A New York State of line
Published: Sunday, January 5, 2003 at 6:01 a.m.
Last Modified: Sunday, January 5, 2003 at 12:14 a.m.
I saw the ball go down. (Drum roll for dramatic effect, please.)
And then I saw it go back up again.
It was deja vu all over again.
It was ... it was. Oh, how shall I describe it? Words fail me at a moment like this.
It was like watching a tiny Styrofoam ball bob up and down on a toothpick.
OK, so it wasn't the "Big Show," the official, 99th annual lowering of The Ball in Times Square to usher in the New Year before an electrified audience of 750,000 revelers.
It was, rather, the "little dry run," the test lowering on the cold, damp afternoon of the day before the night of the Big Show.
And, yes, I know that the celebrated contraption isn't really Styrofoam. It is, rather, an impressive 6-foot-in-diameter aluminum sphere covered in customed designed Waterford crystal panels and spectacularly lit up by dozens, mayhaps even hundreds, of strategically located illuminations.
Awaiting the moment when it would begin its stately Year's Eve descent from atop a 77-foot pole mounted on the roof of the oddly-shaped edifice known as One Times Square - formerly The New York Times building (might as well get a pitch in for the parent company while I'm at it) but now enjoying a spectacular second career as the world's gaudiest billboard.
What can I tell you? I was cold, and my feet hurt and my back ached and my knees felt like overcooked pasta after three days of trudging over concrete in hot pursuit of the fabled holiday magic that only the Big Apple can promise. I was a hard sell.
And of course, at the time I happened to witness the historic 99th annual test lowering of The Ball, I was dutifully engaged in that most New Yorkish of all New York activities.
No, with all apologies to Billy Joel, I wasn't exactly in "a New York State of mind."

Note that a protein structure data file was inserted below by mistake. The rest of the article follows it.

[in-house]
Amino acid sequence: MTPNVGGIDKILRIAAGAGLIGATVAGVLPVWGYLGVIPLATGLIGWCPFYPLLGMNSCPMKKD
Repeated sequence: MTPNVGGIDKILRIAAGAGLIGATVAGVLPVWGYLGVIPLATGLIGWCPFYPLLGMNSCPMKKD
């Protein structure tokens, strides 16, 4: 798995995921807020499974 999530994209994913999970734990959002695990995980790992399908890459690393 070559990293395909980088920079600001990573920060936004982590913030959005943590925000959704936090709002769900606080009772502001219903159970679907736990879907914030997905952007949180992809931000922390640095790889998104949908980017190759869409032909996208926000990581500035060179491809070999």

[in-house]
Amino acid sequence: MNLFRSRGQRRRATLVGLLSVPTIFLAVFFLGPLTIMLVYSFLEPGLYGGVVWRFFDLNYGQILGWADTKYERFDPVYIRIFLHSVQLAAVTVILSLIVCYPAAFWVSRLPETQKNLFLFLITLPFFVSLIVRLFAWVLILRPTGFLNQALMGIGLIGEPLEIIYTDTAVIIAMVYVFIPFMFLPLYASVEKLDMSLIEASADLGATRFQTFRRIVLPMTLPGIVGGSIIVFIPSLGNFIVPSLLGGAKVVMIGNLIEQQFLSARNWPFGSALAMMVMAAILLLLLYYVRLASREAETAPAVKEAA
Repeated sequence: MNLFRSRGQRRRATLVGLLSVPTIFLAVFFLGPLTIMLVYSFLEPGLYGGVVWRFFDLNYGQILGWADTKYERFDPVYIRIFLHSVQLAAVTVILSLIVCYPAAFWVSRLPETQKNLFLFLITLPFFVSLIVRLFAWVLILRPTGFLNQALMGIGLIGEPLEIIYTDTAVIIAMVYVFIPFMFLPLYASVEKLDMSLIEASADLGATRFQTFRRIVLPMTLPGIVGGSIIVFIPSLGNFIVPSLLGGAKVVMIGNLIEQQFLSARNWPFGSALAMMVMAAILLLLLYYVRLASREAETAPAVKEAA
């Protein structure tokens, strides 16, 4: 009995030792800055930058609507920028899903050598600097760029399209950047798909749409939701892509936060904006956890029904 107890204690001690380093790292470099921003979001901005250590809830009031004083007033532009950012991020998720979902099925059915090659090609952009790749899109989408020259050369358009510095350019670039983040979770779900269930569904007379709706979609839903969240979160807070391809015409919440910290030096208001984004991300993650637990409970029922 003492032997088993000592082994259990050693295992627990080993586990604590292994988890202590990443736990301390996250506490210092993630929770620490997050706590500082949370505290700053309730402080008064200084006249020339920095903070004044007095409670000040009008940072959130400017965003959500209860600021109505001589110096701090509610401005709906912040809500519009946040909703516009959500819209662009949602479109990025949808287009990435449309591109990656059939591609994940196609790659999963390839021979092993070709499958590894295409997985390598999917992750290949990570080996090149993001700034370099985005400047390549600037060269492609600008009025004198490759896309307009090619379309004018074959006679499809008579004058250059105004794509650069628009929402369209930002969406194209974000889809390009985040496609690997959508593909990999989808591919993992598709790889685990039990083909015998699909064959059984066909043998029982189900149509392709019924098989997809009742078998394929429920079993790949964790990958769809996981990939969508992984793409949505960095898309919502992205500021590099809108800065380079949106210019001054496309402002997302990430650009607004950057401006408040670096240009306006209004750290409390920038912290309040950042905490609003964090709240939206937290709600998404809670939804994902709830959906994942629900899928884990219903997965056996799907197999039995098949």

I was in a New York State of line.
To be more precise, I was in the quadruple-serpentined line of would-be theater-goers; the people who gather at about 2 p.m. or so every afternoon on the tip of a concrete island in the middle of Times Square hoping to snag same-day, discount tickets to the Broadway hit show of their dreams.
And to be fair about it, as New York lines go, this one was relatively short; just about 21/2 hours' duration.
I had been stationed there with instructions to try to score four tickets to "The Lion King." The three young German women in front of me were hoping for "The Vagina Monologues." The Tennessee couple immediately behind me didn't really care what they got to see, since they were only killing time until New Year's Eve, when they eagerly anticipated retiring to their hotel bar to watch the Vols slaughter Maryland in the Peach Bowl on television.
We were all to be bitterly disappointed.
By the time we got to the front, recycled versions of "Oklahoma" and "Man of La Mancha" were about all that was left. But like the song says, "New York has no time for your tears."
Several blocks away, as the subway flies, my wife and kids were in the third hour of their quest to ascend to the top of the Empire State Building. That they had decided to stick it out rather surprised me since, just the day before, we eschewed the 3 1/2-hour wait to get on the ferry that would deposit us on both Liberty and Ellis islands. Instead, we opted for the much shorter wait for the ferry that only promised to get us close enough to the Statue of Liberty and the historic Ellis immigration center to snap a few photos in passing.